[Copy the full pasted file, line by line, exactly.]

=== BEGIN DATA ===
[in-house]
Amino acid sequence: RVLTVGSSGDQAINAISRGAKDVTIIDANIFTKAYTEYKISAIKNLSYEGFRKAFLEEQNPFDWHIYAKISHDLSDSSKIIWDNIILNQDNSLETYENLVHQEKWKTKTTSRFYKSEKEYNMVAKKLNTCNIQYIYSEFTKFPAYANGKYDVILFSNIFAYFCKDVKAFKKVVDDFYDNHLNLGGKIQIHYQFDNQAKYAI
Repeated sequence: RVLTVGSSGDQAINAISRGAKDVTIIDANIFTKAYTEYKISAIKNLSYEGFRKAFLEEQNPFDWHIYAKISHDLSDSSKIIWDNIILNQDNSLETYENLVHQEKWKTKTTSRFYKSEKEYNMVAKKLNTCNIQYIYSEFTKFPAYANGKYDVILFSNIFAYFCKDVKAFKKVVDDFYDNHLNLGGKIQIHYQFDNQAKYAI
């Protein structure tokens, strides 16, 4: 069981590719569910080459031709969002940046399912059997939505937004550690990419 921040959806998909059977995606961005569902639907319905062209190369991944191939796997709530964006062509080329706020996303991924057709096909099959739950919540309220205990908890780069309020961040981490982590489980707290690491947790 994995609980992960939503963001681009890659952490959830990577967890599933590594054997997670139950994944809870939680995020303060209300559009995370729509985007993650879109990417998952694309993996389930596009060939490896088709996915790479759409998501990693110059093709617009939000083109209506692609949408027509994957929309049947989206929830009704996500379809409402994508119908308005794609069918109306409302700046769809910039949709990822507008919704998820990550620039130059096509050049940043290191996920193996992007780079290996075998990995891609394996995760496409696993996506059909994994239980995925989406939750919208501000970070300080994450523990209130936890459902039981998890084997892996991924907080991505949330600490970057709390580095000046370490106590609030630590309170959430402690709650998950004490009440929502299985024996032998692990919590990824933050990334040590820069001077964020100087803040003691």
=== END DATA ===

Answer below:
[in-house]
Amino acid sequence: RVLTVGSSGDQAINAISRGAKDVTIIDANIFTKAYTEYKISAIKNLSYEGFRKAFLEEQNPFDWHIYAKISHDLSDSSKIIWDNIILNQDNSLETYENLVHQEKWKTKTTSRFYKSEKEYNMVAKKLNTCNIQYIYSEFTKFPAYANGKYDVILFSNIFAYFCKDVKAFKKVVDDFYDNHLNLGGKIQIHYQFDNQAKYAI
Repeated sequence: RVLTVGSSGDQAINAISRGAKDVTIIDANIFTKAYTEYKISAIKNLSYEGFRKAFLEEQNPFDWHIYAKISHDLSDSSKIIWDNIILNQDNSLETYENLVHQEKWKTKTTSRFYKSEKEYNMVAKKLNTCNIQYIYSEFTKFPAYANGKYDVILFSNIFAYFCKDVKAFKKVVDDFYDNHLNLGGKIQIHYQFDNQAKYAI
């Protein structure tokens, strides 16, 4: 069981590719569910080459031709969002940046399912059997939505937004550690990419 921040959806998909059977995606961005569902639907319905062209190369991944191939796997709530964006062509080329706020996303991924057709096909099959739950919540309220205990908890780069309020961040981490982590489980707290690491947790 994995609980992960939503963001681009890659952490959830990577967890599933590594054997997670139950994944809870939680995020303060209300559009995370729509985007993650879109990417998952694309993996389930596009060939490896088709996915790479759409998501990693110059093709617009939000083109209506692609949408027509994957929309049947989206929830009704996500379809409402994508119908308005794609069918109306409302700046769809910039949709990822507008919704998820990550620039130059096509050049940043290191996920193996992007780079290996075998990995891609394996995760496409696993996506059909994994239980995925989406939750919208501000970070300080994450523990209130936890459902039981998890084997892996991924907080991505949330600490970057709390580095000046370490106590609030630590309170959430402690709650998950004490009440929502299985024996032998692990919590990824933050990334040590820069001077964020100087803040003691």